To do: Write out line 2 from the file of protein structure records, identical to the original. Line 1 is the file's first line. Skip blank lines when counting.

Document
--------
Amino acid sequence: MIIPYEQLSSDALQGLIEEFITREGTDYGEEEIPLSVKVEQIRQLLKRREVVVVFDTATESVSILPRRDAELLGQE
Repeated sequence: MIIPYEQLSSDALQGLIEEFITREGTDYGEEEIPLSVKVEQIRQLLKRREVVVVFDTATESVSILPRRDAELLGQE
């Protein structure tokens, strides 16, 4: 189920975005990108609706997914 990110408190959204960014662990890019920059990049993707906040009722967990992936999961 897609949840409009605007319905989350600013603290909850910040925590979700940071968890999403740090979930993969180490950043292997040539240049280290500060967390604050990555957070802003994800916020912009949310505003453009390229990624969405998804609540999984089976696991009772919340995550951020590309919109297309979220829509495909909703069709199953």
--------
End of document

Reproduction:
Repeated sequence: MIIPYEQLSSDALQGLIEEFITREGTDYGEEEIPLSVKVEQIRQLLKRREVVVVFDTATESVSILPRRDAELLGQE